The greatest story ever told by the world’s most beloved sportsman, Roy of the Rovers, in his own words for the first time. The shocking details of the five terrifying kidnappings that threatened to blight his playing career; the stomach-churning murder attempt in 1980, which left Roy in a life-threatening coma; the sickening car bomb attack that tragically killed eight ofThe greatest story ever told by the world’s most beloved sportsman, Roy of the Rovers, in his own words for the first time. The shocking details of the five terrifying kidnappings that threatened to blight his playing career; the stomach-churning murder attempt in 1980, which left Roy in a life-threatening coma; the sickening car bomb attack that tragically killed eight of Roy's team-mates while on a pre-season tour of Basran; the devastation of losing his wife, former Melchester club secretary Penny Laine, who died in a car accident that brought Roy closer than ever to quitting the game he loved. And finally the horrific helicopter crash in 1993 that resulted in the amputation of Roy's legendary left foot, bringing the curtain down on his sensational, game-clinching, goal scoring exploits. Candid, emotional, optimistic, and never nothing less than inspiring, the autobiography of the man all fans of the game know simply as Roy Race, aka "Roy of the Rovers," lays bare for the first time the truth behind soccer's ultimate fairy-tale story. It’s all Rover, and it is here for the first time for his fans to enjoy all in one victorious book....
|Title||:||Roy of the Rovers: The Official Autobiography of Roy of the Rovers|
|Number of Pages||:||320 Pages|
|Status||:||Available For Download|
|Last checked||:||21 Minutes ago!|
Roy of the Rovers: The Official Autobiography of Roy of the Rovers Reviews
Before the launch of Sky Sports & The Premier League, and before the rise of the Internet, young football fans in Britain & Ireland had to rely on BBC radio & magazines like Shoot and Match to keep up with what was going on in club football every week. We were also regular readers of the Roy Of The Rovers comic book, a weekly collection of about a dozen comic strips concerning such characters as Hotshot Hamish, Mighty Mouse & Billy's Boots, who completely relied on a pair of antique footwear that turned an untalented boy into a footballing prodigy. Of course, the centrepiece of the comic was the title story about the captain and striker of Melchester Rovers, Roy Race. Giles Smith has obviously studied the original stories well and his used their soap opera-like tales as the basis for his plot. I'm sure Smith has also filled in a lot of the blanks by making the young Roy Race grow up in a working-class part of the fictional Melchester, with a love for football & a desire to make the big time by playing for his local team. Right from the kick-off, the first-person narrative voice of young Roy eats & sleeps football and knows nothing else. This naive voice is quite funny and becomes funnier as Roy grows older, particularly when he and his wife share some fondu between them. Drawing upon the original comic strips, Roy gets his wish to play for Melchester Rovers & goes on to have a phenomenally successful career, scoring tons of goals & captaining his team to numerous titles & cup wins. He also encounters some bizarre setbacks, including kidnappings and earthquakes. Another common aspect of the original comic book was his team's tendency to go two goals down at half-time before Roy scores twice in the second half to draw them level, climaxing in a last-second spectacular goal to win the match. These events become annoying after a while, though this is more a criticism of the original source than Smith's ability to use these events as running gags throughout. Giles Smith has written a fictional biography of Roy Race that is both a very funny parody of ghost-written sports biographies & a nostalgic testament to a simpler time before TV money completely transformed the game.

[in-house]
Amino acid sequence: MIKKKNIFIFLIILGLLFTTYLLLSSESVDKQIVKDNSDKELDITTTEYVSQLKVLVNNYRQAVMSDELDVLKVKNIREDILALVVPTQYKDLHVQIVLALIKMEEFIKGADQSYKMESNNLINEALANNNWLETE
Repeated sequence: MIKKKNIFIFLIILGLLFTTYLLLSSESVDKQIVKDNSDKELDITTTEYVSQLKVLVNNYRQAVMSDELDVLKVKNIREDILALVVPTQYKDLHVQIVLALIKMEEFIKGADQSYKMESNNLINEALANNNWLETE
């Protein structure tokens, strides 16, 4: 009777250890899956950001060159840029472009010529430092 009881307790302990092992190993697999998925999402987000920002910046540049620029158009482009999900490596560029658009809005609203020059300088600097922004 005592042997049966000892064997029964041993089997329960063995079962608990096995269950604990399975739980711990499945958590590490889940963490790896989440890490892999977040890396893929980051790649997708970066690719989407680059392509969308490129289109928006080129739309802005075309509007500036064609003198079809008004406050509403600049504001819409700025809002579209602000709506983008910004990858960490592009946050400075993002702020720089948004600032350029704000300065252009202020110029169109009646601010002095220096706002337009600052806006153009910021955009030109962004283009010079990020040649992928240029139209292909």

This book, overall, is poor. The author has attempted to make this a light-hearted overview of Roy Race's fictional career, and has failed. It seems as if the author only has a vague idea of the comic strip and has based his writings on a synopsis provided to him, and unfortunately has even got some facts incorrect.
amusing although the joke wears think at times. I had hoped for more on his later career as well.
A humorous play on the whiter-than-white world that Roy of the Rovers inhabited in the well-loved boys' comic. Older fans of the character might welcome the chance to reminisce through this tongue-in-cheek autobiography, although the joke wears thin after a while. 5/10